For ASU, the Sun Devils have to give Taylor Kelly time to throw. Kelly got it together eventually against Washington State, but he was sacked a ridiculous amount of times in the first half against a Cougars defense that's just not that good. The Wildcats don't have a tremendous pass rush, but they do have arguably the Pac-12's best defensive player in Scooby Wright. If Scooby is able to get after Kelly, whose confidence clearly isn't what it used to be, it could force Kelly into mistakes. But he's still an experienced three-year starter, and if he gets time to throw, he should be effective, especially if Jaelen Strong plays Friday. Strong is perfectly capable of torching the UA secondary.

HOS: Who is one player for each side that could have the biggest impact on the game?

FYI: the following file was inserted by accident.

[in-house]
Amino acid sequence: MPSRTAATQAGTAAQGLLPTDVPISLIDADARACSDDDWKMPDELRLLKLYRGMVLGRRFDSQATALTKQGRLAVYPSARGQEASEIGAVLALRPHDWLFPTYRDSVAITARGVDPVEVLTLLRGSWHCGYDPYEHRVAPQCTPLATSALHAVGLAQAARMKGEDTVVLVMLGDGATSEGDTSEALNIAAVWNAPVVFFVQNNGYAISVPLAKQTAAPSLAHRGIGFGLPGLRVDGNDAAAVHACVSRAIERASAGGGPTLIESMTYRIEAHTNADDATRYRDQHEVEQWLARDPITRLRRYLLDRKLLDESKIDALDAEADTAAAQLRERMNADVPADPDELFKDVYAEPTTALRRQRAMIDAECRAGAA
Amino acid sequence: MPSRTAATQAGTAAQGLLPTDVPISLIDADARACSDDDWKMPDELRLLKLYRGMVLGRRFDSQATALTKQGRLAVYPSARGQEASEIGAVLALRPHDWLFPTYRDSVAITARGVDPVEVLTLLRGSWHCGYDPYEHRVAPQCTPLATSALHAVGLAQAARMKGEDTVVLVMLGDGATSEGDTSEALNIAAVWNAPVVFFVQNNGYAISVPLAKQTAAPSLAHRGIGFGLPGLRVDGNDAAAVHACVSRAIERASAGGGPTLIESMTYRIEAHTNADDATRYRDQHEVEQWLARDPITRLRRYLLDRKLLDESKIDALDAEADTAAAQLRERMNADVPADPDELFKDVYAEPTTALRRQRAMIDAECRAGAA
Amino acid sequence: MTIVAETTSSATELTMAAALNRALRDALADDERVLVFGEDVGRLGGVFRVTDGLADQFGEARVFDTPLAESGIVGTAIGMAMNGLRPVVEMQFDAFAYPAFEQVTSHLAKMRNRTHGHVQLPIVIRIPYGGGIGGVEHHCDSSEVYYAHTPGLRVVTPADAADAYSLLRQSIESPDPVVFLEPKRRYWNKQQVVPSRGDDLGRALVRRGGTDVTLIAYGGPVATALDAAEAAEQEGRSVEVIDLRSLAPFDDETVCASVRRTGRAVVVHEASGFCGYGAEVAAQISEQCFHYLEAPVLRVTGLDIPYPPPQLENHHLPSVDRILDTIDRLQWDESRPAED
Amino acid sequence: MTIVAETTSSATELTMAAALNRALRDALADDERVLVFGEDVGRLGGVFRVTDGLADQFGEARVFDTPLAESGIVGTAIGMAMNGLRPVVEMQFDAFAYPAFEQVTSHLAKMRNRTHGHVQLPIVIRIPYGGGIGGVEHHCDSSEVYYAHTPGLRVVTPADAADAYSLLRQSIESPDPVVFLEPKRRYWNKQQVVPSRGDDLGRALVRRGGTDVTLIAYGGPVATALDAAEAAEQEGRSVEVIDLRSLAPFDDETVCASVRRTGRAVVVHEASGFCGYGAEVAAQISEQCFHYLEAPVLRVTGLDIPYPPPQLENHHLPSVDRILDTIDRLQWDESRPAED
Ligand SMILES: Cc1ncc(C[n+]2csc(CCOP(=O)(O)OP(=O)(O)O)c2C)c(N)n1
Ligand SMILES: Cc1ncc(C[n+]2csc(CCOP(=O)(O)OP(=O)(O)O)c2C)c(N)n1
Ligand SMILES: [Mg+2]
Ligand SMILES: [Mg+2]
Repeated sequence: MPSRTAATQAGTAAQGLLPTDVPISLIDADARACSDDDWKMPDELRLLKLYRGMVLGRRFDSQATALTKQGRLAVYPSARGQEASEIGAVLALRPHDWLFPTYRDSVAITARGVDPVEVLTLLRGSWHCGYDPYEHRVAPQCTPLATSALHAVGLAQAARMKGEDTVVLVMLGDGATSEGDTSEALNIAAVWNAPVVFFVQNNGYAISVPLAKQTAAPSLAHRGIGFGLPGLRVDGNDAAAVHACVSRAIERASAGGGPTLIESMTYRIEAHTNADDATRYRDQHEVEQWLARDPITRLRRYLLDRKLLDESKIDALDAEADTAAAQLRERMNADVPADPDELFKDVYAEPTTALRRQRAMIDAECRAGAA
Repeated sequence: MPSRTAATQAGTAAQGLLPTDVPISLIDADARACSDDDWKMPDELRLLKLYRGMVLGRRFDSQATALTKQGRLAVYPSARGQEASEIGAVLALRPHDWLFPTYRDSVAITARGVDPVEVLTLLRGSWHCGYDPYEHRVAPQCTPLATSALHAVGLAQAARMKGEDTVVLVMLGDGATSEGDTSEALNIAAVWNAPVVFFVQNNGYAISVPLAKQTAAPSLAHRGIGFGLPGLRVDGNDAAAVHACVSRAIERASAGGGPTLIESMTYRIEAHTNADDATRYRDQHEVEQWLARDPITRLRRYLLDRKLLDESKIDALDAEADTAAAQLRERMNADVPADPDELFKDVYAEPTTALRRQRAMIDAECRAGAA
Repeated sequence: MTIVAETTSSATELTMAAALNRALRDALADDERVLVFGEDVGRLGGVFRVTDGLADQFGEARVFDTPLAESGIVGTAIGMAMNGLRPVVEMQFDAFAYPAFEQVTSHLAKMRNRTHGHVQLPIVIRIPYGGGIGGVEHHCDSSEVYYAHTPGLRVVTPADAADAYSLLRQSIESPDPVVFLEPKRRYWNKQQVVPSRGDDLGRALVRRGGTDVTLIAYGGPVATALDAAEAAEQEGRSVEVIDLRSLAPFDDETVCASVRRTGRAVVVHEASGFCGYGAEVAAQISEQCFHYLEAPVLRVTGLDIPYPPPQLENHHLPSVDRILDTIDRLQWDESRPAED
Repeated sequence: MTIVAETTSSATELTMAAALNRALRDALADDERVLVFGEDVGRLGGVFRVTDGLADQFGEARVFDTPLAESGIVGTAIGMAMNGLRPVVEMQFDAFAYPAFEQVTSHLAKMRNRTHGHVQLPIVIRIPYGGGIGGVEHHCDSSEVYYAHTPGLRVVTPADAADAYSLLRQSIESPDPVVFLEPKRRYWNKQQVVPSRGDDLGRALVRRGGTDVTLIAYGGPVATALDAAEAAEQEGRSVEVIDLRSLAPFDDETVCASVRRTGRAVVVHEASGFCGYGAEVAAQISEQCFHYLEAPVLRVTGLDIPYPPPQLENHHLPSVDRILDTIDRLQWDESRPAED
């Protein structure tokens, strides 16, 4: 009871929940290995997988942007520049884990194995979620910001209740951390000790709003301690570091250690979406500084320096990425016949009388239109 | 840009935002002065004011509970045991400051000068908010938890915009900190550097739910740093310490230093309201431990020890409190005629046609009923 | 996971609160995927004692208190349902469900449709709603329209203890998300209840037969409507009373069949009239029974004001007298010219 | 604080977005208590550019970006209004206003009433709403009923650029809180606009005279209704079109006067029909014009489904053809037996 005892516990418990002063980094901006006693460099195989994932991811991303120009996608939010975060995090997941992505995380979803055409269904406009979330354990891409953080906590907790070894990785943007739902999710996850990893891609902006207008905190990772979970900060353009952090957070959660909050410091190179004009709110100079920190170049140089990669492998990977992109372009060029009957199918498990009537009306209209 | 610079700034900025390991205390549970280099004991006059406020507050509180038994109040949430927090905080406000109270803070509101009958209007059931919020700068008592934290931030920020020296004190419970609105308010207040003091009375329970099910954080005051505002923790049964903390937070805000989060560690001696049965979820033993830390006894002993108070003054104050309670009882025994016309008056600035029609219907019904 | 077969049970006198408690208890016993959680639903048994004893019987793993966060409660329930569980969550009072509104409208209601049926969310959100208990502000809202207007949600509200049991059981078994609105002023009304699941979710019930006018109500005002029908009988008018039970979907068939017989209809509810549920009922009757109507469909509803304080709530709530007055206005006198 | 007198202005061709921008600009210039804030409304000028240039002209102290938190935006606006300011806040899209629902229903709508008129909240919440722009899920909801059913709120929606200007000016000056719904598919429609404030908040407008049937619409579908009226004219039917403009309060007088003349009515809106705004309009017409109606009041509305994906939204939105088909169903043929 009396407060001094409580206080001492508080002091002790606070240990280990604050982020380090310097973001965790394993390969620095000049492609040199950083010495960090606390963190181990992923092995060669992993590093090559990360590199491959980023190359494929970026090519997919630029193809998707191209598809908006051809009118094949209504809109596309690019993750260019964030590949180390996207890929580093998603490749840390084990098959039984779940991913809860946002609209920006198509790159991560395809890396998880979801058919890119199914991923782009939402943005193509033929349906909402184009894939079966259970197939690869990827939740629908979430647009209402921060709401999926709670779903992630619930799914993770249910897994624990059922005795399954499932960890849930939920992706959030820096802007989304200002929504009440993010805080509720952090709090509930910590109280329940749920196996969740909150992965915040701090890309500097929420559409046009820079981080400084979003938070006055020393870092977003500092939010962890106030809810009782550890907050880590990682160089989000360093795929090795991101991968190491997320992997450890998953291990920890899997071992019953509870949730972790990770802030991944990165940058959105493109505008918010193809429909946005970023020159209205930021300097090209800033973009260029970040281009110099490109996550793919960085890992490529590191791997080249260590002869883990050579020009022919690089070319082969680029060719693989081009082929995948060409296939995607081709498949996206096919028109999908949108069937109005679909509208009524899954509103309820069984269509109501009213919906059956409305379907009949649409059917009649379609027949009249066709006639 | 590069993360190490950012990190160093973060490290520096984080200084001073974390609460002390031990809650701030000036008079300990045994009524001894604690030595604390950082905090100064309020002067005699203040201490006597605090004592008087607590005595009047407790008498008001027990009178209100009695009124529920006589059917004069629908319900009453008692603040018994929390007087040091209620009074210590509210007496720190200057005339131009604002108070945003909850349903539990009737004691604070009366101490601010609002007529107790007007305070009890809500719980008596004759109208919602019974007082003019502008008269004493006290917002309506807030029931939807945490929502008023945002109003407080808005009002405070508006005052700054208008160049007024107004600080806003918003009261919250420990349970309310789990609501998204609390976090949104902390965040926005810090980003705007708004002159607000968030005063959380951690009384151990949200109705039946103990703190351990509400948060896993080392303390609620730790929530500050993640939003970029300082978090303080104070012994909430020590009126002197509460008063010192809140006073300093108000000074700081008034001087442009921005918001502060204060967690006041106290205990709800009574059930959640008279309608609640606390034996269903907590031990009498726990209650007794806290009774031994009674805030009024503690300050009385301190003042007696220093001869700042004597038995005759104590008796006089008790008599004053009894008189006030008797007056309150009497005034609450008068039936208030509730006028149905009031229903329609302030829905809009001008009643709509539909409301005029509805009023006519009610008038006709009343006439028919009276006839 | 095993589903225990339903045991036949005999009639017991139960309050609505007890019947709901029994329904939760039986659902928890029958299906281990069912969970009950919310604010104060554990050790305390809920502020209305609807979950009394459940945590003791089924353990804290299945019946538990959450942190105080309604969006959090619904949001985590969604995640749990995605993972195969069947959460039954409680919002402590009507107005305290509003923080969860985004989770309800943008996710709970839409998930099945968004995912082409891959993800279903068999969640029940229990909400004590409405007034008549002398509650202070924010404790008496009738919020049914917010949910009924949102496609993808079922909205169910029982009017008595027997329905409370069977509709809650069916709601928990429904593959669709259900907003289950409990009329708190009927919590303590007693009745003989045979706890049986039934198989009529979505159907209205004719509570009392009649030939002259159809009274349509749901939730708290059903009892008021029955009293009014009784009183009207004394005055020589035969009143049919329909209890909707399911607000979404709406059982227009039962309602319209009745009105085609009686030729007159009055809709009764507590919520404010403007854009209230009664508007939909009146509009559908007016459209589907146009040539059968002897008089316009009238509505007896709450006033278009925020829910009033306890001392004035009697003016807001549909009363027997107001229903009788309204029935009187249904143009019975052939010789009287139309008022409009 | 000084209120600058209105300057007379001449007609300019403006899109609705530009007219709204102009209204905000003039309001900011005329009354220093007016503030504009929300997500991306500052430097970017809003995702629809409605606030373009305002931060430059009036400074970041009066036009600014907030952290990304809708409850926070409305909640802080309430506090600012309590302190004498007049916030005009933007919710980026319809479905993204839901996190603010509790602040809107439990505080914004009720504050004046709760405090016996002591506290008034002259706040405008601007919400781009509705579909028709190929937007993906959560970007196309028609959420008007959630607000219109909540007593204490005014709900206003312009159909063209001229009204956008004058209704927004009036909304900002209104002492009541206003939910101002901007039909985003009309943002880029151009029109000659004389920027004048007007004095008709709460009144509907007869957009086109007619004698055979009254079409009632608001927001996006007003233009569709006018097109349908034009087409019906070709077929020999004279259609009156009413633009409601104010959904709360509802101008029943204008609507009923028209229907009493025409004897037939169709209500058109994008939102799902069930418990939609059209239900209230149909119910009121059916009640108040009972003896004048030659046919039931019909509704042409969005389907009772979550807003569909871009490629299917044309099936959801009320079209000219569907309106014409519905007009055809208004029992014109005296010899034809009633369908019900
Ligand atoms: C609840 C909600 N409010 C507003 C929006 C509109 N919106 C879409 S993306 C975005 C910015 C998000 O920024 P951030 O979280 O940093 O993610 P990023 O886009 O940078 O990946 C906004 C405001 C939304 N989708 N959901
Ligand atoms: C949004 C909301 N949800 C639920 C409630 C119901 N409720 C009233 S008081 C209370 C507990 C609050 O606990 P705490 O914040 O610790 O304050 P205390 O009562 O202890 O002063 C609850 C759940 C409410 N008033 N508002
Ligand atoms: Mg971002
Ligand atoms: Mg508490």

SD: On the UA side, I'm going to be watching Tevis closely. He's a Tucson native and 0-2 against ASU as a starter on defense, and I'm sure that eats away at him, because I know he can't stand the Sun Devils. Tevis has had some huge games this season -- he's second on the team in tackles and sacks, third in tackles for a loss, has two interceptions and two forced fumbles. If it wasn't for Scooby, he'd get a lot more attention. He's a senior and this will be his last chance to beat the Sun Devils. He's going to be extremely fired up Friday, and like I said, it'll probably have the effect of firing up the rest of the defense. If the Wildcats are able to force turnovers Friday, there's a good chance Tevis will have something to do with at least one of them.